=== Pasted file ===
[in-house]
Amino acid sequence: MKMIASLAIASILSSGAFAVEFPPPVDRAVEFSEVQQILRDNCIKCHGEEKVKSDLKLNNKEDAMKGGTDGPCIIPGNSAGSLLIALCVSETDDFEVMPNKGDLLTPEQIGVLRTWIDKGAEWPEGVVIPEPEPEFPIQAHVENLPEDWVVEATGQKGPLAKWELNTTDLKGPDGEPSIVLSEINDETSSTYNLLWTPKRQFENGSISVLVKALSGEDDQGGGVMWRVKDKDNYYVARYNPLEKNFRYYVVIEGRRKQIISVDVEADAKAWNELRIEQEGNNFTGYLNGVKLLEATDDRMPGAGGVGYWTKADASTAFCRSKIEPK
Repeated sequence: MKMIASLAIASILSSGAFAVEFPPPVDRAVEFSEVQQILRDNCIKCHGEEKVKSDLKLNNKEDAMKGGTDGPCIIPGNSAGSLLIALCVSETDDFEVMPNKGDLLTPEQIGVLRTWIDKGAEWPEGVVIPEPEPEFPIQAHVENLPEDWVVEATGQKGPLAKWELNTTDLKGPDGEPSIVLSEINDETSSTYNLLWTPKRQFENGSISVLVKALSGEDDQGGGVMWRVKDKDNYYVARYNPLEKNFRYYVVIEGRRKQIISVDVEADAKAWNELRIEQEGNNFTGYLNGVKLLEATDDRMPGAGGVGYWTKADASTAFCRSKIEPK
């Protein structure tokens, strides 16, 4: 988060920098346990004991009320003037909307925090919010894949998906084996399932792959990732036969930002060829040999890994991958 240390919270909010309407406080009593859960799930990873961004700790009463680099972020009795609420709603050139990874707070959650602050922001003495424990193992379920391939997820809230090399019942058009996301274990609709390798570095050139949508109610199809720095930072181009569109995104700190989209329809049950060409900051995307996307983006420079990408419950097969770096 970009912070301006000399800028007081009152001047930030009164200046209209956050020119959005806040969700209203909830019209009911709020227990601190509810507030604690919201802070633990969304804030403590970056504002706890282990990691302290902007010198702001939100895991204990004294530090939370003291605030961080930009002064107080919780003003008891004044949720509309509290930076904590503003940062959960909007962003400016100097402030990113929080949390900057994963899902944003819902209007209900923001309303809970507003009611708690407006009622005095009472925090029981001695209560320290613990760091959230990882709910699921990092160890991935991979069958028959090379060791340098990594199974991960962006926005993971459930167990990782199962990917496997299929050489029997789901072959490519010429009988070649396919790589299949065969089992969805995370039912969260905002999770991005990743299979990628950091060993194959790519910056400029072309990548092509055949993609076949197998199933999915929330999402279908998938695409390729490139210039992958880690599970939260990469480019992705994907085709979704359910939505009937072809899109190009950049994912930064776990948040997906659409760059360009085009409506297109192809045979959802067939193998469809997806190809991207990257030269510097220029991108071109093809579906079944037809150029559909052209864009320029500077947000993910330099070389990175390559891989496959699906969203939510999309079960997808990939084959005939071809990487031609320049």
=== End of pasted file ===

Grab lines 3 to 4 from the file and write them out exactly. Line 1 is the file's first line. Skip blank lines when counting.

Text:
Repeated sequence: MKMIASLAIASILSSGAFAVEFPPPVDRAVEFSEVQQILRDNCIKCHGEEKVKSDLKLNNKEDAMKGGTDGPCIIPGNSAGSLLIALCVSETDDFEVMPNKGDLLTPEQIGVLRTWIDKGAEWPEGVVIPEPEPEFPIQAHVENLPEDWVVEATGQKGPLAKWELNTTDLKGPDGEPSIVLSEINDETSSTYNLLWTPKRQFENGSISVLVKALSGEDDQGGGVMWRVKDKDNYYVARYNPLEKNFRYYVVIEGRRKQIISVDVEADAKAWNELRIEQEGNNFTGYLNGVKLLEATDDRMPGAGGVGYWTKADASTAFCRSKIEPK
């Protein structure tokens, strides 16, 4: 988060920098346990004991009320003037909307925090919010894949998906084996399932792959990732036969930002060829040999890994991958 240390919270909010309407406080009593859960799930990873961004700790009463680099972020009795609420709603050139990874707070959650602050922001003495424990193992379920391939997820809230090399019942058009996301274990609709390798570095050139949508109610199809720095930072181009569109995104700190989209329809049950060409900051995307996307983006420079990408419950097969770096 970009912070301006000399800028007081009152001047930030009164200046209209956050020119959005806040969700209203909830019209009911709020227990601190509810507030604690919201802070633990969304804030403590970056504002706890282990990691302290902007010198702001939100895991204990004294530090939370003291605030961080930009002064107080919780003003008891004044949720509309509290930076904590503003940062959960909007962003400016100097402030990113929080949390900057994963899902944003819902209007209900923001309303809970507003009611708690407006009622005095009472925090029981001695209560320290613990760091959230990882709910699921990092160890991935991979069958028959090379060791340098990594199974991960962006926005993971459930167990990782199962990917496997299929050489029997789901072959490519010429009988070649396919790589299949065969089992969805995370039912969260905002999770991005990743299979990628950091060993194959790519910056400029072309990548092509055949993609076949197998199933999915929330999402279908998938695409390729490139210039992958880690599970939260990469480019992705994907085709979704359910939505009937072809899109190009950049994912930064776990948040997906659409760059360009085009409506297109192809045979959802067939193998469809997806190809991207990257030269510097220029991108071109093809579906079944037809150029559909052209864009320029500077947000993910330099070389990175390559891989496959699906969203939510999309079960997808990939084959005939071809990487031609320049």